Lava Records founder Jason Flom is best known as a one of the most successful label heads and A&R reps of the past 30 years, with top posts at Atlantic Records and Virgin-EMI, and founder of Lava Records, with a remarkably diverse track record of artists, ranging from Tori Amos and Katy Perry to Kid Rock and Lorde. Yet his longtime work in criminal justice has resulted in “Wrongful Conviction,” the widely popular podcast that he hosts about unjust incarcerations, and a podcast network,all under his Lava for Good multimedia platform. Here, he addresses artists and music companies that are partnering with “web of private corporations and public institutions” profiting from the prison industry.
I’ve been a music executive for more than four decades. And over that time, I’ve witnessed the power that music has to generate hope and inspire people. Creating music is an act of love and service.
Criminal justice work is similar. It too has the power to transform lives, and it is a cause that I have been deeply passionate and vocal about throughout my career. Through this work, I have the privilege of spending time with incarcerated people and their families, and I am grateful for what they have taught me, including the grave cost of incarceration.
The prison industry is a web of private corporations and public institutions that brings in more than $80 billion each year from a brutal system of mass caging and control that owes its roots to slavery, Jim Crow laws, and the racialized terror that has continued since. It includes correctional industries that force unpaid labor, healthcare providers that deny people care, commissary vendors that overcharge for basic products, and others. It’s an industry that capitalizes on crime to exploit our most marginalized neighbors in their most difficult moment, driving many into debt, damaging family relationships, and undermining public safety.
So I was incredibly disappointed when I recently learned that music artists are partnering with telecom corporations in the prison industry. In speaking to people inside nearly every day, I can say with confidence that partnering with the industry that profits off incarceration is not the way to show support. As Bianca Tylek, Executive Director at Worth Rises and an advocate I trust deeply, has explained, “there is no pathway to hope through the prison industry.”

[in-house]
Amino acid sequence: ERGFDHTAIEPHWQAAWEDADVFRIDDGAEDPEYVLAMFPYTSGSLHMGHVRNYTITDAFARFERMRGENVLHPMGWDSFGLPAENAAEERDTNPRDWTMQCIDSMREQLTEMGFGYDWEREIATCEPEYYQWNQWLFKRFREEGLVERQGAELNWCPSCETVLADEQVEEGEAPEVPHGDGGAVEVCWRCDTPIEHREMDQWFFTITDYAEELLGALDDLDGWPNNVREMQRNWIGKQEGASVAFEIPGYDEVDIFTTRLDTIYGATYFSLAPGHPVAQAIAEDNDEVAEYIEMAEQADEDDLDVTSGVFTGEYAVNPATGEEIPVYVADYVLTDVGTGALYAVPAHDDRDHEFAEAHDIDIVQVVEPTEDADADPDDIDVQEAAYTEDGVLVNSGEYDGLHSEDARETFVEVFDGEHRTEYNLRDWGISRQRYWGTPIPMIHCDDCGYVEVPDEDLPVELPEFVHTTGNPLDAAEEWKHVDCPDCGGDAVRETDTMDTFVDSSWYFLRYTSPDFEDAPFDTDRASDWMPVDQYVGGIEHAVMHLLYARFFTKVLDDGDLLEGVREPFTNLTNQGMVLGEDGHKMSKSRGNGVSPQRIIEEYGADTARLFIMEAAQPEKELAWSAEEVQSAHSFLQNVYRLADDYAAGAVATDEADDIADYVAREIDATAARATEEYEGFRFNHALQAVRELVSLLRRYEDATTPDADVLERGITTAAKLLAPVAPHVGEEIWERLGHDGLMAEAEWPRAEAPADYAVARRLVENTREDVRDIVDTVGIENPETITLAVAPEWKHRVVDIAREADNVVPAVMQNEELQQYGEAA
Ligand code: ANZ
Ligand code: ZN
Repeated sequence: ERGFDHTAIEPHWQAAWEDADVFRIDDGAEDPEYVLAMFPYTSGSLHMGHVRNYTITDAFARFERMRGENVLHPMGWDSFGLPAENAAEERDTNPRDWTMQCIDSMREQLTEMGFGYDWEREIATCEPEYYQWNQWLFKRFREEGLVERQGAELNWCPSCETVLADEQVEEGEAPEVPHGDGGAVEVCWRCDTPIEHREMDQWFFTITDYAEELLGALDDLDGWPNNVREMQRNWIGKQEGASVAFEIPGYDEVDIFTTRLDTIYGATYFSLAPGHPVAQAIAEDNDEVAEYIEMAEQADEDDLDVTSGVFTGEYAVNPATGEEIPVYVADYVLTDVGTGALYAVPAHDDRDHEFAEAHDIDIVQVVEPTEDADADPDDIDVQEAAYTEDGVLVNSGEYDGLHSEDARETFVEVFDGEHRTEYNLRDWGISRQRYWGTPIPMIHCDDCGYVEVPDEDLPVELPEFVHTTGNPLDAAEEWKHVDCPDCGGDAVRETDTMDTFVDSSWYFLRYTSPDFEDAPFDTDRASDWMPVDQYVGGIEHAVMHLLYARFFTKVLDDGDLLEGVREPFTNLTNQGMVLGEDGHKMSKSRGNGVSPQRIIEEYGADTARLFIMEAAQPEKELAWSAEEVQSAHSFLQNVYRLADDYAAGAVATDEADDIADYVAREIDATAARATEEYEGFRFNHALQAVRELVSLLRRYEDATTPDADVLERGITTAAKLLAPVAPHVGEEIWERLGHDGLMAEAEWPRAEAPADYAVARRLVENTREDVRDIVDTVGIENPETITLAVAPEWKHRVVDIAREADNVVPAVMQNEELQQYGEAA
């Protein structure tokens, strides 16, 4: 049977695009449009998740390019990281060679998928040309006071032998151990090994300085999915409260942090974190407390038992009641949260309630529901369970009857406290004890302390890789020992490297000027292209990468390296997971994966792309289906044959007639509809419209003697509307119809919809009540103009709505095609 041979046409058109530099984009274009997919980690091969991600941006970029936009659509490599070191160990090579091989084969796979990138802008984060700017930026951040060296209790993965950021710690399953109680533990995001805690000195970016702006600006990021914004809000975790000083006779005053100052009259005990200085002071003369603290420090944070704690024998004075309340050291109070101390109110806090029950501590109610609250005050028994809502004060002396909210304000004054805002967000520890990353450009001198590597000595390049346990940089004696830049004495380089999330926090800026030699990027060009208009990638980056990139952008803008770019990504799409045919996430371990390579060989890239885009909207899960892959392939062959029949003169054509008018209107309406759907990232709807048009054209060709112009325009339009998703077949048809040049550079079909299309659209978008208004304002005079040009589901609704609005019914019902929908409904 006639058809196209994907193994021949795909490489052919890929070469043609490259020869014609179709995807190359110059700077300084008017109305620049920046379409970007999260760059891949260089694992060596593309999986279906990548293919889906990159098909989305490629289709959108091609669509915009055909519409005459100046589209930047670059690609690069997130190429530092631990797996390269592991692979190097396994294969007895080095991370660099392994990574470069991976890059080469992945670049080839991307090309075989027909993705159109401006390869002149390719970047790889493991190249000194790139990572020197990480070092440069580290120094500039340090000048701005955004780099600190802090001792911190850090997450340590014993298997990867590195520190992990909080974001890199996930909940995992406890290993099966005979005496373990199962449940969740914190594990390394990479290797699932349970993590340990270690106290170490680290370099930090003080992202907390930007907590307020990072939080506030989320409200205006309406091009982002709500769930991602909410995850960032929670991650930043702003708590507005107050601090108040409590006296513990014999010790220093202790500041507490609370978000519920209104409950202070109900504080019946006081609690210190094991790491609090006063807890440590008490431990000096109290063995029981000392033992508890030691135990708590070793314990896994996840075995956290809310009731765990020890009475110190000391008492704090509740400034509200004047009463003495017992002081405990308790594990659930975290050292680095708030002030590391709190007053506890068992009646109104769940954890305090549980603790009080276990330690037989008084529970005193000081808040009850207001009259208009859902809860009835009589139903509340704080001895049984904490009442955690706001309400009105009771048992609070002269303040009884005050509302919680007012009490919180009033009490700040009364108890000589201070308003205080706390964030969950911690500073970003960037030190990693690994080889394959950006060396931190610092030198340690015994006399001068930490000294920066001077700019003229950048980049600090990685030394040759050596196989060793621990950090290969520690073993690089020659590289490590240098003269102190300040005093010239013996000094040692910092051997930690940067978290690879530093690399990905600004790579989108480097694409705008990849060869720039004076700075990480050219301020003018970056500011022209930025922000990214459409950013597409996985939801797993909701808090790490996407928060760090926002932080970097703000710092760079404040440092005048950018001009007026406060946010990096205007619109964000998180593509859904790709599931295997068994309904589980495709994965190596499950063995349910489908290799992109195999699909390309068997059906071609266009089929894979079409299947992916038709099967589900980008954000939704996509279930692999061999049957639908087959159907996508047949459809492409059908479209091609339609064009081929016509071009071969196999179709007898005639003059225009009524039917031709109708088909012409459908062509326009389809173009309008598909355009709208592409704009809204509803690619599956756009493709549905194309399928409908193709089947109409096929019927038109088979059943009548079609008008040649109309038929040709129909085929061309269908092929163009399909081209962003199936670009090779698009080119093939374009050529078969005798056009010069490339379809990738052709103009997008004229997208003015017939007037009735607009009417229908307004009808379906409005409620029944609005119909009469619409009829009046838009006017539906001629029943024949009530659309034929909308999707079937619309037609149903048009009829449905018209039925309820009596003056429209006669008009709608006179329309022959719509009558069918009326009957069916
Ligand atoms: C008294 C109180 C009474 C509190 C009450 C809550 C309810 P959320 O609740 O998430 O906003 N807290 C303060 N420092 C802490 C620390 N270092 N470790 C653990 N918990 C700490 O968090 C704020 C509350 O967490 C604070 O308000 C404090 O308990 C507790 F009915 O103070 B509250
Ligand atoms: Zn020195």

Prison telecom is a $1.4 billion industry dominated by just two corporations that charge families extortionate rates to communicate with their incarcerated loved ones. One of these corporations — the lead on the recent news — is Aventiv Technologies, which rakes in nearly $770 million a year through its notoriously predatory subsidiaries Securus and JPay.
Securus controls roughly 40 percent of the prison and jail telecom market and charges as much as a dollar per minute for a simple call. JPay charges similarly egregious rates for everything from money transfers to emails. Yes, incarcerated people pay for emails.
And both corporations routinely face legal action for an extensive list of unlawful practices. For example, Securus has repeatedly been exposed for abusive surveillance practices, including the unlawful recording of sacred attorney-client calls. Just last week, JPay was fined $6 million by the Consumer Financial Protection Bureau for unfair, deceptive, and abusive practices.
I don’t just hear these horror stories from incarcerated people and their loved ones, I myself have had to use Securus and JPay and know the financial toll they inflict firsthand. Of course, I can afford the rates, but I know many cannot.
These corporations, and others in the prison industry, are the oft-overlooked villains in the story of many families fractured by the separation of incarceration. And to make matters worse, at every turn, they oppose activists fighting to connect families by trying to thwart efforts by executives, lawmakers, and regulators to curb their exploitation.
And yet, thankfully, courageous and determined families and advocates are still making headway to stop their predation. In recent years, New York City, San Francisco, San Diego, and Los Angeles have all committed to providing free communication services to people in their jails. This summer, Connecticut became the first state to make prison calls free in a move that will save families more than $12 million annually. Last week, families and advocates in Massachusetts, who are currently paying more than $25 million for calls every year, testified in support of similar legislation.
These efforts, and many others, make it clear that there are ways to bring hope into prisons and jails and meaningfully stand with incarcerated people and their families that do not rely on legitimizing the prison industry. Let’s not miss the forest for the trees. As music executives and artists, we should be looking to support these efforts, not cutting back-office deals with those undermining them and using weak talking points to defend ourselves to those impacted by our callous decisions.
The trauma that the prison industry inflicts, the wealth it extracts, and the lives it destroys devalue our social fabric and hurt us all. There is no way to redeem, explain, dismiss, or whitewash the harm it causes — and we shouldn’t try. The industry can’t turn over a new leaf when all its leaves are doused in blood. They made their billions exploiting incarcerated people and their families, and we cannot be complicit, complacent, or silent.
Today, I’m making a pledge not to collaborate with corporations that profit off incarceration. And I urge my fellow music executives and artists to join me. We will not do business with the prison industry because we must all be in the business of dismantling it.
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